I have heard nothing but good things about this router and I (and several other people I know) have this one and I haven't had any issues with it. Definitely upgrade the firmware though if you get the second one, the new interface is much better.
I love my Asus "Dark Knight" RT-N66U
You sound like my ISP ;)
Could go with this guy, and load up DD-WRT
Do you want to use wifi or lan connections ?
Also where are you located ?
If EU i would recommend a Fritz!Box Router, if not this one is not to bad but expensive.
Give some more information, and also what you are willing to spend, i will give you some more suggestions :)
For your NAS I would highly recommend the Synology Disk station. I currently have the 212j, and couldn't be happier with it. It has a great user interface, and some pretty nice features. It has a usb port on it, and will run your printer. Synology also has an application similar to "dropbox," allowing you to sync files between your computer and the NAS. It allows for multiple users, and it's super easy to setup.
Link on Amazon
As previously suggested, solid state drives are probably your best bet.
As for the router, I would suggest the Asus RT-N66U
Link on Amazon
Out of the box it has a great firmware if you don't want to have to deal with Tomato or DD-WRT.
I'd do separate modem and router...that way if one fails the other doesn't (and usually when they're separate they do their one function better.)
The SB6141 is the recommended modem these days. I personally have a CM820 provided by my cable company (included with my internet) and it seems to be reliable as well.
Asus has been making some good routers lately, though I personally use a Netgear R6100 and it works good as well.
Step up your budget http://www.amazon.com/RT-N66U-Dual-Band-Wireless-N900-Gigabit-Router/dp/B006QB1RPY/ref=sr_1_2?ie=UTF8&amp;qid=1419170288&amp;sr=8-2&amp;keywords=ac66u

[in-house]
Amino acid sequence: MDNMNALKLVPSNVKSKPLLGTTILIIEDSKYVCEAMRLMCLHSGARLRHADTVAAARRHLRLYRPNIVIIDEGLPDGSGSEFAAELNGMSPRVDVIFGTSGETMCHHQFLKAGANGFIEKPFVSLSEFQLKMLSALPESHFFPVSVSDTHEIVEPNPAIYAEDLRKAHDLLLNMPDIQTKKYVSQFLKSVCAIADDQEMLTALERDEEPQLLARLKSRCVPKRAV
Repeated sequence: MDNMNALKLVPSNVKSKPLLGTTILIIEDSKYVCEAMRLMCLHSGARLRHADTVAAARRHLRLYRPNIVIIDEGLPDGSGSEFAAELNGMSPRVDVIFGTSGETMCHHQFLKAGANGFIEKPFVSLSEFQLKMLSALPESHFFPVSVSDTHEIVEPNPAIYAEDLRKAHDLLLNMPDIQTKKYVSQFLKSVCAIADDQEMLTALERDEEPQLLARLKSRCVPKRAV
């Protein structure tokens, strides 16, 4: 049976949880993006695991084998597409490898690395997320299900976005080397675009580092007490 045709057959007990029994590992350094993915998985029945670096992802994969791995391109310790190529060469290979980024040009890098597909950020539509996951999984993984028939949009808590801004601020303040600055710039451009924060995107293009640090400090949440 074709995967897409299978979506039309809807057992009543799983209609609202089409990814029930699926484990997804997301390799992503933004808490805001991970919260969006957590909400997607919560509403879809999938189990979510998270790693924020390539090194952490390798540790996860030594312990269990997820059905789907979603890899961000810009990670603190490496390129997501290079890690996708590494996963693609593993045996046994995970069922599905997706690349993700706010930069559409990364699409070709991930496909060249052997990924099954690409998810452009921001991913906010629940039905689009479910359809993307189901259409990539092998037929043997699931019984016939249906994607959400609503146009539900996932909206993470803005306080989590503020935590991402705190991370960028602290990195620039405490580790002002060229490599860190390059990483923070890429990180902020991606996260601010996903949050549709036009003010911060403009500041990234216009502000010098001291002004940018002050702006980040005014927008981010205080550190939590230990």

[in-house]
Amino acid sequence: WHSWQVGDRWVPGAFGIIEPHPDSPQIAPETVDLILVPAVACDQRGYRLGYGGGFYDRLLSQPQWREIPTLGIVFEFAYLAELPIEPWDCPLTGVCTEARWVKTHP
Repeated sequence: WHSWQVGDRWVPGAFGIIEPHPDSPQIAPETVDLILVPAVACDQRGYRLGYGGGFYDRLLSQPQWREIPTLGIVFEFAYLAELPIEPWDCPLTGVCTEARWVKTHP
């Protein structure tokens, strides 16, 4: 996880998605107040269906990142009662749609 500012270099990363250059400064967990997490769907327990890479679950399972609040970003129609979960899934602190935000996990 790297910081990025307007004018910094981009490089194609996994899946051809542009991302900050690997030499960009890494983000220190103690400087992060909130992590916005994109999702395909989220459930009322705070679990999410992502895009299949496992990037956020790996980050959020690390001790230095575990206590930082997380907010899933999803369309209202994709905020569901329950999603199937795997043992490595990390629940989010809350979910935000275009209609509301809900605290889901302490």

I currently own and use:
Motorola SB6121 SURFboard DOCSIS 3.0 Cable Modem - $69.99
ASUS RT-N66U Dual-Band Wireless-N900 Gigabit Router - $124.99
Do you need wireless AC? It not:
Same price and rebate on Amazon:
thanks that's cool but i guess the more i think about it the less i want to drop so much on a wifi router. it's really not going to have heavy use, just web browsing, streaming and such.
would either of these work well (i.e. good reliable connections)?
Or perhaps this ASUS
I did some searching! This seems to be the best! If anyone has a better option feel free to correct me! http://www.amazon.com/RT-N66U-Dual-Band-Wireless-N900-Gigabit-Router/dp/B006QB1RPY/ref=sr_1_3?s=pc&amp;ie=UTF8&amp;qid=1413848656&amp;sr=1-3&amp;keywords=router
We just bought this at home after quite a bit of research. We bridged the router to our modem to bypass the second layer of NAT. We literally have no loss on wireless connections compared to hardwired. TONS of features too.
I'm not too much into consumer-grade equipment anymore, but I do think the ASUS RT-AC66U would be a very good choice.
It does go in the upper range of your budget though, but it's more futureproof than it's brother the ASUS RT-N66U, since it supports the AC standard, and not just N standard.
The placement of the router can have a lot to say for your wireless coverage. Having it on the floor under a desk might cause wireless reflections from the wall/desk, which could affect the performance and reach of the wireless network.